Ukraine and the EU: The Road Ahead

Last week, President Petro Poroshenko traveled to Brussels. The trip took place just 4 days after the United Kingdom voted to exit the Union in a referendum held on 23 June. The agenda of the trip included high-level discussions of the potential impact of this vote on the EU-Ukraine relations as well as the introduction of visa-free regime for Ukrainian citizens and provision of micro-financial aid for Ukraine.

Ukraine had a long and bumpy road toward this point in its relations with the EU. The issue of the EU-Ukraine relations in one way or the other surrounded the rise and fall from power of many Ukrainian presidents. The Orange Revolution following the 2004 presdiential election probably for the first time saw Ukraine really battle between the desire to join the European Union on the one hand and align itself with Russia on the other. Although 2004 was a victory for pro-European side, it was short lived. Failing to deliver the economic reforms as well as a European future, Viktor Yushchenko was defeated in the 2010 election. Although trying to tiptoe a delicate line between the EU and Russia, Viktor Yanukovych himself was taken out of power in 2013 when he refused to sign an association agreement with the EU, despite taking all the necessary steps to prepare it.

In July 2014, the newly elected President Petro Poroshenko finally signed the Association agreement between Ukraine and the EU. Although the agreement has been referred to as a “game changer” for Ukraine, it has not been a smooth sailing for the country since then. In April 2016, in a referendum the Dutch voters rejected ratification of an integration agreement between the EU and Ukraine. The vote came on the heels of the worst political crisis in Ukraine since 2013. The crisis resulted in suspension of foreign aid as well as raised skepticism about Ukraine’s ability to solve its economic and political problems.

The appointment of the new Prime Minister, Volodymyr Groysman, and the resolution of the parliamentary crisis were welcomed by foreign as well as by domestic political actors who expected Groysman “to ease some of the rifts in the pro-European camp.” Last week, the Prime Minister was quoted saying that Ukraine will join the EU within the next 10 years. However, many worry that Brexit “has pushed Ukraine to the bottom of the EU’s priority list” at the time when the country needs Europe the most. In the midst of a continued confrontation with Russia, EU has been one of the most important and consistent supporters of Ukraine. And even though, last week the European Council announced that the EU would extend its economic sanctions on Russia until January 2017, many are concerned that a weakened alliance may jeopardies security and will no longer be able to confront Russia.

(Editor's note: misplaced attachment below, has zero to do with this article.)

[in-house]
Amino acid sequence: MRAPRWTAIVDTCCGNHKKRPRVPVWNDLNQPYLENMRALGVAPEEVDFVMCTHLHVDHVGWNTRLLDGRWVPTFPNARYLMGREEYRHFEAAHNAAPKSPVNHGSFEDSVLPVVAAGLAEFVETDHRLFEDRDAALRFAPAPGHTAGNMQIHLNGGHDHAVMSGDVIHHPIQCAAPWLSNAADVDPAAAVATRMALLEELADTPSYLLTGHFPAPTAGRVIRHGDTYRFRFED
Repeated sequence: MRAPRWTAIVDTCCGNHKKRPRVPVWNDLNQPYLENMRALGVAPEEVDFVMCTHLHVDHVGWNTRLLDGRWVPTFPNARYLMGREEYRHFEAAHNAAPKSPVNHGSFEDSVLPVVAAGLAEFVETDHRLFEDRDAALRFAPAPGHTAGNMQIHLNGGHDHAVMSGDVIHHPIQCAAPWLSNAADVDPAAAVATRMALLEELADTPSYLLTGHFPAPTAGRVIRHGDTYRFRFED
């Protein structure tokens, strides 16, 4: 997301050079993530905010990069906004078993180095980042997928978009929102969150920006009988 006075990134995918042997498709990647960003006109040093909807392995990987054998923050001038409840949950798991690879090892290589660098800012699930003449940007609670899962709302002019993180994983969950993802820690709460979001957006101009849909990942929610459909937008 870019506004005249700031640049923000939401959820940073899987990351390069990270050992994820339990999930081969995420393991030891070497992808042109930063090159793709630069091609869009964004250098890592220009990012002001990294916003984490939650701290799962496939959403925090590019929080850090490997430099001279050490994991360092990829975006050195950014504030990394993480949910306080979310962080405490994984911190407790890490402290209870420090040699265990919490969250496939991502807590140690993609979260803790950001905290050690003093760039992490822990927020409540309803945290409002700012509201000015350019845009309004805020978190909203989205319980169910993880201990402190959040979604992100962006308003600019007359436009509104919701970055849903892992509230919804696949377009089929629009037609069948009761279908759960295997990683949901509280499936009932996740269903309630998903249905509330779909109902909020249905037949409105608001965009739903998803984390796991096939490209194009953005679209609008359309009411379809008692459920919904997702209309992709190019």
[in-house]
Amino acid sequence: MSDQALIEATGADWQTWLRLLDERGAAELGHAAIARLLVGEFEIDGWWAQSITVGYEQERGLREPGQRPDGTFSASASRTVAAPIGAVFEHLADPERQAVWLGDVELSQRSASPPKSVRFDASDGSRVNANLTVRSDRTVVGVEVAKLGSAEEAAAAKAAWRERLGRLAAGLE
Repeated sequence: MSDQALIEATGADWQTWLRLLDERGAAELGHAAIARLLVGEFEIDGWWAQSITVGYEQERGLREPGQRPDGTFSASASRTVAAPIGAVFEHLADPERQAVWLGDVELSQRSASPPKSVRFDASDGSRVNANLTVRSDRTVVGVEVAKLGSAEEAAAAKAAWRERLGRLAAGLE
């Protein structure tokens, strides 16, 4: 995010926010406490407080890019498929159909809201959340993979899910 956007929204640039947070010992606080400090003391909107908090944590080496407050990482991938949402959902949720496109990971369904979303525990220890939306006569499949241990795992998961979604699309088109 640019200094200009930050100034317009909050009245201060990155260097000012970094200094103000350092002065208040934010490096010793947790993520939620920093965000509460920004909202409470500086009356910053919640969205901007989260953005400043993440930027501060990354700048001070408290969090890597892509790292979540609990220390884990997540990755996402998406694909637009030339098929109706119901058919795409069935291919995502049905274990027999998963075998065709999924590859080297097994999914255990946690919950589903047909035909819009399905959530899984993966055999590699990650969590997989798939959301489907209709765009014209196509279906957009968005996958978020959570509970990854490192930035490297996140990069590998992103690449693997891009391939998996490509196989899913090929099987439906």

One of the key issues in the EU-Ukraine relations in the past two years has been the question of the visa-free regime for Ukrainian citizens. After coming to office in 2014, the President promised to have the regime in place by January 2015. Since then the timeline kept extending and the question is still on the agenda today. Even though the President announced last week that Brexit will not prevent the visa liberalization deal, many believe that it will postpone its implementation.

The EU had an important impact on Ukraine. However, its on-going support and willingness to further integrate Ukraine will be crucial to continue to push the country along the path of reforms.

Presidential Press Conference in Ukraine

President Poroshenko held a press conference on Friday, June 3rd to mark the second anniversary since his inauguration on June 7th 2014. This was the fifth press conference overall for the president, who was elected on May 25 2014 with a support of 54.7% of the vote, and the first since the end of the parliamentary crisis in April.

This press conference was a bit different than the previous two, which were opened with references to military actions in Donbas. This time, however, the President started his opening remarks by congratulating the journalists on the occasion of the Day of Journalist (celebrated on June 6th). He emphasized the importance of freedom of speech for a democratic society and named it “one of the main indicators of Ukraine’s true European Spirit.” [1]

The rest of the introductory remarks of the president continued to focus on the political and economic situation in Ukraine. Although the parliamentary crisis temporary stalled the reforms in the country, the President praised the country for resolving the crisis without triggering a new parliamentary election and for choosing “responsibility over populism.”

Optimistic about the ‘second wind’ that the country got after the crisis, the president went on to recount all the positive steps Ukraine had taken toward economic stabilization and European integration in the past couple of weeks. In particular, the President devoted significant attention in his opening remarks to the discussion of the judicial reform, which parliament voted for just a day before the press conference. The judicial reform is aimed at reducing corruption in the country, one of the main and most persistent problems that have plugged Ukraine since independence. The judicial reform has two main aspects. First, it aims to curb political influence on the judicial system by transferring majority of important functions, such appointment, into the hands of Judicial Council. Second, the reform limits judicial immunity from persecution. Previously, judges held full immunity from persecution, a provision, as President noted, that did not exist in any democratic country.